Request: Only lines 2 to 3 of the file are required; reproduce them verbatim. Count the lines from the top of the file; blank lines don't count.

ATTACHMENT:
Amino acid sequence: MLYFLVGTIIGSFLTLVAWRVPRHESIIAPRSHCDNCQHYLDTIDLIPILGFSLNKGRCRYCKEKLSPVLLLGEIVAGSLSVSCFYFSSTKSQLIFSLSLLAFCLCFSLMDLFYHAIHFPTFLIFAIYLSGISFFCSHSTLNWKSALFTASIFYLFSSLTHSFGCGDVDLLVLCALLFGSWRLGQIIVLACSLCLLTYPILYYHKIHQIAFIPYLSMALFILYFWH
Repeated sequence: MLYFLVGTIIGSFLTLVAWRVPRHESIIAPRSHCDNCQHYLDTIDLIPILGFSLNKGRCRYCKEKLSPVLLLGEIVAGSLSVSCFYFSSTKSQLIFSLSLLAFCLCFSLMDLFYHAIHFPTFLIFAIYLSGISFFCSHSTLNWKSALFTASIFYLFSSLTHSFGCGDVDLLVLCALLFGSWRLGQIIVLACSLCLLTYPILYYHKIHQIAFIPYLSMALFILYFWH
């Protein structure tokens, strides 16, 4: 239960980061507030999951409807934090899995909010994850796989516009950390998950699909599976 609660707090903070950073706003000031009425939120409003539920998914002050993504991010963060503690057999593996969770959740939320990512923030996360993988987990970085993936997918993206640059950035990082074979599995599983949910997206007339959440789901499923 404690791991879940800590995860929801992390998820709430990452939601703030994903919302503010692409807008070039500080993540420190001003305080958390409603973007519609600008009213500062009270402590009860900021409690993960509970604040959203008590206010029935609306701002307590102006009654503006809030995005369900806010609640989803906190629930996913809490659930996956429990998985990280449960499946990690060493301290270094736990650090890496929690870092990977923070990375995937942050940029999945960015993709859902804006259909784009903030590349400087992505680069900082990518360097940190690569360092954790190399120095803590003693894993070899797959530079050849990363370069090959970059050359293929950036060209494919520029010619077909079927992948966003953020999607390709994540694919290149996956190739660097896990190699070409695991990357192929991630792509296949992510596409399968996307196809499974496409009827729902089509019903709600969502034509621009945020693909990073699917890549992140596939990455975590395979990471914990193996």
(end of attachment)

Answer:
Repeated sequence: MLYFLVGTIIGSFLTLVAWRVPRHESIIAPRSHCDNCQHYLDTIDLIPILGFSLNKGRCRYCKEKLSPVLLLGEIVAGSLSVSCFYFSSTKSQLIFSLSLLAFCLCFSLMDLFYHAIHFPTFLIFAIYLSGISFFCSHSTLNWKSALFTASIFYLFSSLTHSFGCGDVDLLVLCALLFGSWRLGQIIVLACSLCLLTYPILYYHKIHQIAFIPYLSMALFILYFWH
């Protein structure tokens, strides 16, 4: 239960980061507030999951409807934090899995909010994850796989516009950390998950699909599976 609660707090903070950073706003000031009425939120409003539920998914002050993504991010963060503690057999593996969770959740939320990512923030996360993988987990970085993936997918993206640059950035990082074979599995599983949910997206007339959440789901499923 404690791991879940800590995860929801992390998820709430990452939601703030994903919302503010692409807008070039500080993540420190001003305080958390409603973007519609600008009213500062009270402590009860900021409690993960509970604040959203008590206010029935609306701002307590102006009654503006809030995005369900806010609640989803906190629930996913809490659930996956429990998985990280449960499946990690060493301290270094736990650090890496929690870092990977923070990375995937942050940029999945960015993709859902804006259909784009903030590349400087992505680069900082990518360097940190690569360092954790190399120095803590003693894993070899797959530079050849990363370069090959970059050359293929950036060209494919520029010619077909079927992948966003953020999607390709994540694919290149996956190739660097896990190699070409695991990357192929991630792509296949992510596409399968996307196809499974496409009827729902089509019903709600969502034509621009945020693909990073699917890549992140596939990455975590395979990471914990193996």